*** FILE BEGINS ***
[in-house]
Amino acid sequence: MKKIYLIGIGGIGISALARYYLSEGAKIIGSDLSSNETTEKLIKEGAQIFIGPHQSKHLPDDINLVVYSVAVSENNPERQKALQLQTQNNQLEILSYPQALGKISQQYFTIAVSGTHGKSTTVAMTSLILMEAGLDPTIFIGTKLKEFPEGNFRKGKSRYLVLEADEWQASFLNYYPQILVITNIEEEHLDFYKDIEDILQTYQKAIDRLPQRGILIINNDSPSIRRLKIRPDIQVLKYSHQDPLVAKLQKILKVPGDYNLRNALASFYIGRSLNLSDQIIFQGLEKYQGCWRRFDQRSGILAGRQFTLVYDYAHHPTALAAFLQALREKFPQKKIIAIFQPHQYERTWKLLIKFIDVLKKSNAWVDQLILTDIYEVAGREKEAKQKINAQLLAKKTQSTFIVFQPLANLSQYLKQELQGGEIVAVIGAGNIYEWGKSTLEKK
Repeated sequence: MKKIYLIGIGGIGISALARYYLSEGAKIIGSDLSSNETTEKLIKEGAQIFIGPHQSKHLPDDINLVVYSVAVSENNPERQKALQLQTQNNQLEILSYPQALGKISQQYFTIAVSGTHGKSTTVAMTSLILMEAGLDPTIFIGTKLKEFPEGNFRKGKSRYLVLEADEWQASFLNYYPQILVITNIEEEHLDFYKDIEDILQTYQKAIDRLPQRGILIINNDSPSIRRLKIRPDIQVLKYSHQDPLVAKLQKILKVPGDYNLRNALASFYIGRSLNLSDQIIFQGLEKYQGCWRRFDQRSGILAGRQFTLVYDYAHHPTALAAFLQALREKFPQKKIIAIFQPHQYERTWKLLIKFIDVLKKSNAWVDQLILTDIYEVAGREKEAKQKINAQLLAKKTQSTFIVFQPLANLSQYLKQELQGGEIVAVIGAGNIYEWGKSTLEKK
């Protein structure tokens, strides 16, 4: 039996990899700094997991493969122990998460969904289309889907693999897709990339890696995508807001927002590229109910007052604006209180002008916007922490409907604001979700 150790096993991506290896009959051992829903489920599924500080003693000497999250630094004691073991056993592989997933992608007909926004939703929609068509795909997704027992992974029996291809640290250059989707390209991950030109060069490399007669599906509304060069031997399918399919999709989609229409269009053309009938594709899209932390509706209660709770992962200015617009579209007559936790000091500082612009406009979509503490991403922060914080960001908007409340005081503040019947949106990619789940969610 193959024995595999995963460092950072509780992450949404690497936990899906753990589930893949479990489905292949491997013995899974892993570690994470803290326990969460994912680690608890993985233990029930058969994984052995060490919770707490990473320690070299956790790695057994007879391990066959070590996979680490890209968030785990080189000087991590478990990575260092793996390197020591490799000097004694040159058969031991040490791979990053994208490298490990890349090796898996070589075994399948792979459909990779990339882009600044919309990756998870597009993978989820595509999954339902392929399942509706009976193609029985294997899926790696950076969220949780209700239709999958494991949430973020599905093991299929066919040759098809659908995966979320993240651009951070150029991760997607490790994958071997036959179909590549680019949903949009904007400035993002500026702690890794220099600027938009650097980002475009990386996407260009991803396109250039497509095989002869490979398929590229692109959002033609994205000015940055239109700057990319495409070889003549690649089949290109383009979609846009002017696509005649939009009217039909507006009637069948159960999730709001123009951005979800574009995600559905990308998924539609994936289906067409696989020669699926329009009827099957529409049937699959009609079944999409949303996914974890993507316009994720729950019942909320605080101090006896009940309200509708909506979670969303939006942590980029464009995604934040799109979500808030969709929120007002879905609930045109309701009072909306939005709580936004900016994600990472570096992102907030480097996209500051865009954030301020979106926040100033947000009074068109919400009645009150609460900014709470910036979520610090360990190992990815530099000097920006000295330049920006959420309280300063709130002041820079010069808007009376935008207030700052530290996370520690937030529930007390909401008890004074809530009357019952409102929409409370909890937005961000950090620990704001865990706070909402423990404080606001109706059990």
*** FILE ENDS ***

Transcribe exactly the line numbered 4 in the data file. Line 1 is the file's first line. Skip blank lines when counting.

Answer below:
């Protein structure tokens, strides 16, 4: 039996990899700094997991493969122990998460969904289309889907693999897709990339890696995508807001927002590229109910007052604006209180002008916007922490409907604001979700 150790096993991506290896009959051992829903489920599924500080003693000497999250630094004691073991056993592989997933992608007909926004939703929609068509795909997704027992992974029996291809640290250059989707390209991950030109060069490399007669599906509304060069031997399918399919999709989609229409269009053309009938594709899209932390509706209660709770992962200015617009579209007559936790000091500082612009406009979509503490991403922060914080960001908007409340005081503040019947949106990619789940969610 193959024995595999995963460092950072509780992450949404690497936990899906753990589930893949479990489905292949491997013995899974892993570690994470803290326990969460994912680690608890993985233990029930058969994984052995060490919770707490990473320690070299956790790695057994007879391990066959070590996979680490890209968030785990080189000087991590478990990575260092793996390197020591490799000097004694040159058969031991040490791979990053994208490298490990890349090796898996070589075994399948792979459909990779990339882009600044919309990756998870597009993978989820595509999954339902392929399942509706009976193609029985294997899926790696950076969220949780209700239709999958494991949430973020599905093991299929066919040759098809659908995966979320993240651009951070150029991760997607490790994958071997036959179909590549680019949903949009904007400035993002500026702690890794220099600027938009650097980002475009990386996407260009991803396109250039497509095989002869490979398929590229692109959002033609994205000015940055239109700057990319495409070889003549690649089949290109383009979609846009002017696509005649939009009217039909507006009637069948159960999730709001123009951005979800574009995600559905990308998924539609994936289906067409696989020669699926329009009827099957529409049937699959009609079944999409949303996914974890993507316009994720729950019942909320605080101090006896009940309200509708909506979670969303939006942590980029464009995604934040799109979500808030969709929120007002879905609930045109309701009072909306939005709580936004900016994600990472570096992102907030480097996209500051865009954030301020979106926040100033947000009074068109919400009645009150609460900014709470910036979520610090360990190992990815530099000097920006000295330049920006959420309280300063709130002041820079010069808007009376935008207030700052530290996370520690937030529930007390909401008890004074809530009357019952409102929409409370909890937005961000950090620990704001865990706070909402423990404080606001109706059990």